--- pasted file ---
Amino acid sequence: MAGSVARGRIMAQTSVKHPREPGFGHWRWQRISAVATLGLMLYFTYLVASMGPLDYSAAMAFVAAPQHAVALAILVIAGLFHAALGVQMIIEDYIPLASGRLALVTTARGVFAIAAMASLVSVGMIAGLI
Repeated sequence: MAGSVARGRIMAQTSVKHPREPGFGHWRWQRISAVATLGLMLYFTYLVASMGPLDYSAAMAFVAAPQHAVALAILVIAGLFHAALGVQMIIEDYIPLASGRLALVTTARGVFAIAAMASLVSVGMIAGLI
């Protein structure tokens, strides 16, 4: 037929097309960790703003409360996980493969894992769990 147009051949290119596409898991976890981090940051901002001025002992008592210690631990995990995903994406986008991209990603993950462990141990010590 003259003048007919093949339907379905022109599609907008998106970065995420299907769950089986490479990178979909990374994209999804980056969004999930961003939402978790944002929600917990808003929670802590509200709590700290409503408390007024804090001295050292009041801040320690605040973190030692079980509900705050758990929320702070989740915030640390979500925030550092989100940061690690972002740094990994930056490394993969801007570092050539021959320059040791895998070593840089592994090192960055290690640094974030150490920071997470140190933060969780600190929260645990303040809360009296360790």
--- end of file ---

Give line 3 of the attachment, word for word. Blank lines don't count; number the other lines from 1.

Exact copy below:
């Protein structure tokens, strides 16, 4: 037929097309960790703003409360996980493969894992769990 147009051949290119596409898991976890981090940051901002001025002992008592210690631990995990995903994406986008991209990603993950462990141990010590 003259003048007919093949339907379905022109599609907008998106970065995420299907769950089986490479990178979909990374994209999804980056969004999930961003939402978790944002929600917990808003929670802590509200709590700290409503408390007024804090001295050292009041801040320690605040973190030692079980509900705050758990929320702070989740915030640390979500925030550092989100940061690690972002740094990994930056490394993969801007570092050539021959320059040791895998070593840089592994090192960055290690640094974030150490920071997470140190933060969780600190929260645990303040809360009296360790």